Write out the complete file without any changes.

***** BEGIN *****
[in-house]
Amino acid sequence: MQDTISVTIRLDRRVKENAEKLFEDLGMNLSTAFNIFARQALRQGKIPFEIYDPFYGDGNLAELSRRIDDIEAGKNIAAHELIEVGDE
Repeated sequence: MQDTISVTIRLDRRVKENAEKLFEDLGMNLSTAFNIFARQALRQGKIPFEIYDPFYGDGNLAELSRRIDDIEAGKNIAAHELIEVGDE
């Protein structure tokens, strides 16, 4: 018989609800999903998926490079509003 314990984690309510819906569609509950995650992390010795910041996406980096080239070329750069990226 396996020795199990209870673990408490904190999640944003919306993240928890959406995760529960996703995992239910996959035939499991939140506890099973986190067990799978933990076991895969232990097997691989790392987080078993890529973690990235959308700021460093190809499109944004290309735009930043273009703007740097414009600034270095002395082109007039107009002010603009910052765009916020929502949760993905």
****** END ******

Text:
[in-house]
Amino acid sequence: MQDTISVTIRLDRRVKENAEKLFEDLGMNLSTAFNIFARQALRQGKIPFEIYDPFYGDGNLAELSRRIDDIEAGKNIAAHELIEVGDE
Repeated sequence: MQDTISVTIRLDRRVKENAEKLFEDLGMNLSTAFNIFARQALRQGKIPFEIYDPFYGDGNLAELSRRIDDIEAGKNIAAHELIEVGDE
């Protein structure tokens, strides 16, 4: 018989609800999903998926490079509003 314990984690309510819906569609509950995650992390010795910041996406980096080239070329750069990226 396996020795199990209870673990408490904190999640944003919306993240928890959406995760529960996703995992239910996959035939499991939140506890099973986190067990799978933990076991895969232990097997691989790392987080078993890529973690990235959308700021460093190809499109944004290309735009930043273009703007740097414009600034270095002395082109007039107009002010603009910052765009916020929502949760993905």